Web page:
It’s been four years since Charlie Stella—the Godfather of Italian Mob Fiction™--produced a new book. (Last year’s Dogfella was non-fiction.) His time away from the game has not dulled Stella’s talents. Tommy Red might be his best yet.
Tommy Dalton fell into the life of a hit man. He never had a chance to be a made man—Irish, you know?—which he always figured was good for him. He has little respect for the mob way of life and is content to make a living on its periphery. He worries about becoming too closely involved when his friend Doc Adamo asks him to do a hit on a protected witness someone has stumbled across in New Hampshire, but the money is too good and Tommy has a daughter ready to go to veterinary school.
The last bit there shows why Stella owns his niche in the mob fiction canon. The bosses are secondary players, and not too bright at that. It’s the wanna-bes and hangers-on and associates who do piecework who run Stella’s books, and they’re the far more interesting people. Not the kid who dreams of growing up and becoming John Gotti, but the guy with a house payment who maybe can’t get a better job because of a fall he took years ago. It’s an approach perfected by the late George V. Higgins and no one carries the torch better than Stella.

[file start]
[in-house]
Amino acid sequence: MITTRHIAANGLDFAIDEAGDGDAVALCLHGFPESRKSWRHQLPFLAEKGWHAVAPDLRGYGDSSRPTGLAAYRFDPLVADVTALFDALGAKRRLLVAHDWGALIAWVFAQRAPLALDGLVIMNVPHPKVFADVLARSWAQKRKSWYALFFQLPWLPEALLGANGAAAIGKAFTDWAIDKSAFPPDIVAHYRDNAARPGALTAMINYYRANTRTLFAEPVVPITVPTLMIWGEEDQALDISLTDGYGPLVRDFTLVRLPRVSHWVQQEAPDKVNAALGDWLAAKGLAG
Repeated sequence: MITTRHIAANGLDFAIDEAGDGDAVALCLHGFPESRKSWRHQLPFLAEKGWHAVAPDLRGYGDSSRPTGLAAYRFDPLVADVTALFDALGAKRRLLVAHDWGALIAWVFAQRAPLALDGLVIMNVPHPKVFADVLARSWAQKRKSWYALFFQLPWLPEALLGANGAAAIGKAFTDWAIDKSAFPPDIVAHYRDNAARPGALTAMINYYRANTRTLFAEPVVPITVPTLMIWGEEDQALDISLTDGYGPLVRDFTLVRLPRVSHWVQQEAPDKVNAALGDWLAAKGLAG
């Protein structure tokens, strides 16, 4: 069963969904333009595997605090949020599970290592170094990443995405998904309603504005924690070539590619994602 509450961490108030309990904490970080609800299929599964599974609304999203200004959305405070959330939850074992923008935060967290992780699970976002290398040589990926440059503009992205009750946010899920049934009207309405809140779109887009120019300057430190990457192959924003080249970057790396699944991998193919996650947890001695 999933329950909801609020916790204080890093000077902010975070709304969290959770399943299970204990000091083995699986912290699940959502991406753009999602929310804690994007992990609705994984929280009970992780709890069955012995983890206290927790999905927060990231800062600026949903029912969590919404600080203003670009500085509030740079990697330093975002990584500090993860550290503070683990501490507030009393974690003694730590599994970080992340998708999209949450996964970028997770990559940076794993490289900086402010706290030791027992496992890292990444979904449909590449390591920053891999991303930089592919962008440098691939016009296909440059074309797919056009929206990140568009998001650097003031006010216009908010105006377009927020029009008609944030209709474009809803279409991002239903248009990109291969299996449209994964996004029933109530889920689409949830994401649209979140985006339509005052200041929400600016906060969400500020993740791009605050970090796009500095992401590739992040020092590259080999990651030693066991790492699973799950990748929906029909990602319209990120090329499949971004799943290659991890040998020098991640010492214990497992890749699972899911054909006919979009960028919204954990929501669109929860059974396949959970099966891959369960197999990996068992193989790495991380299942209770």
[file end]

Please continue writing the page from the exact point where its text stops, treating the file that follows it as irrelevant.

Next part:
Speaking of Higgins—to whom I throw positive comparisons around as if they were manhole covers—Tommy Red is the book that shows the master’s greatest influence on Stella. Not afraid to allow action to take place offstage, he trusts his reader to put the pieces together from half a dozen points of view. What one party thinks he knows may not be what another party knows he knows, yet everyone acts in their own interests with whatever information they have, accurate or not. No one writes better dialog, nor allows it to carry the story more than Stella, nor pulls it off better. Tommy Red could deteriorate into a series of scenes of guys bullshitting, but every sentence is an insight into a character’s mind, and one never knows when a prime plot point will emerge from a discussion about the merits of hockey versus football.
There are no “men of honor” in Stella’s world. What honor there is comes from the individuals and their own concepts of loyalty to friends and family. Tommy Dalton is willing to die to help his family, but not to preserve someone else’s criminal version. How he responds, and how the other mobsters, cops, and feds react, makes Tommy Red a riveting tale told in an engaging manner. You know, just as you’d expect from Charlie Stella.